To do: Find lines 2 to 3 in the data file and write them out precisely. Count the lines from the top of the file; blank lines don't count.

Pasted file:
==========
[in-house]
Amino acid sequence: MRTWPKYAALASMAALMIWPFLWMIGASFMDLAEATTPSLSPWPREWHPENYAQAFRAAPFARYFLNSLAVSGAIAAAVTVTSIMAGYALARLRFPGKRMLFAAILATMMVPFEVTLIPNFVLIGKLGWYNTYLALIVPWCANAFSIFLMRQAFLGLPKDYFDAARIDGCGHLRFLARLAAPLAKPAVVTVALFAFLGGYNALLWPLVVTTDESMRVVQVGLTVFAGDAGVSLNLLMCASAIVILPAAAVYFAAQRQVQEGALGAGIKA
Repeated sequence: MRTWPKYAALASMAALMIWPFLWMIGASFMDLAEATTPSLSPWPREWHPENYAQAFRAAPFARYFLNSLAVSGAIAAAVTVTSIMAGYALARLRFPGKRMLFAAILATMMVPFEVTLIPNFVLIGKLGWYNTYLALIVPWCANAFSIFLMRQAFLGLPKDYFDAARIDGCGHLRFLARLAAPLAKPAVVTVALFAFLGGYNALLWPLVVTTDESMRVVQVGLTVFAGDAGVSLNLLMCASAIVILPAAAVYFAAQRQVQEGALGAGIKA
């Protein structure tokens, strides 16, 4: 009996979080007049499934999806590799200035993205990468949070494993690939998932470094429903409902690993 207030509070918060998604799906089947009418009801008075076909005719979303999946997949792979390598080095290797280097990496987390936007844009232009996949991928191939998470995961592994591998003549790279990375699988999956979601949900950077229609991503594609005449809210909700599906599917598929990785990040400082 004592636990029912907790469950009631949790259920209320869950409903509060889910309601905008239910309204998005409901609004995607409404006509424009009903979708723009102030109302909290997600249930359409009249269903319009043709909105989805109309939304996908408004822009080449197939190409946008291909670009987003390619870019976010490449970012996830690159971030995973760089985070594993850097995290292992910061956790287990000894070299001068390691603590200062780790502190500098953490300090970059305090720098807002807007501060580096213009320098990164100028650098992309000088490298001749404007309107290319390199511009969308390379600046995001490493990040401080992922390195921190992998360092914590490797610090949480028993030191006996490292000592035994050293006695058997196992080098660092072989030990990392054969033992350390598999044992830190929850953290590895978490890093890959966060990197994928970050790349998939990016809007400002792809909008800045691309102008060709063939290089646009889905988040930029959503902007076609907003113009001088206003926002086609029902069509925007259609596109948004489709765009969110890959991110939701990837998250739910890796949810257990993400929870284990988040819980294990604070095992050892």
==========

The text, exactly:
Amino acid sequence: MRTWPKYAALASMAALMIWPFLWMIGASFMDLAEATTPSLSPWPREWHPENYAQAFRAAPFARYFLNSLAVSGAIAAAVTVTSIMAGYALARLRFPGKRMLFAAILATMMVPFEVTLIPNFVLIGKLGWYNTYLALIVPWCANAFSIFLMRQAFLGLPKDYFDAARIDGCGHLRFLARLAAPLAKPAVVTVALFAFLGGYNALLWPLVVTTDESMRVVQVGLTVFAGDAGVSLNLLMCASAIVILPAAAVYFAAQRQVQEGALGAGIKA
Repeated sequence: MRTWPKYAALASMAALMIWPFLWMIGASFMDLAEATTPSLSPWPREWHPENYAQAFRAAPFARYFLNSLAVSGAIAAAVTVTSIMAGYALARLRFPGKRMLFAAILATMMVPFEVTLIPNFVLIGKLGWYNTYLALIVPWCANAFSIFLMRQAFLGLPKDYFDAARIDGCGHLRFLARLAAPLAKPAVVTVALFAFLGGYNALLWPLVVTTDESMRVVQVGLTVFAGDAGVSLNLLMCASAIVILPAAAVYFAAQRQVQEGALGAGIKA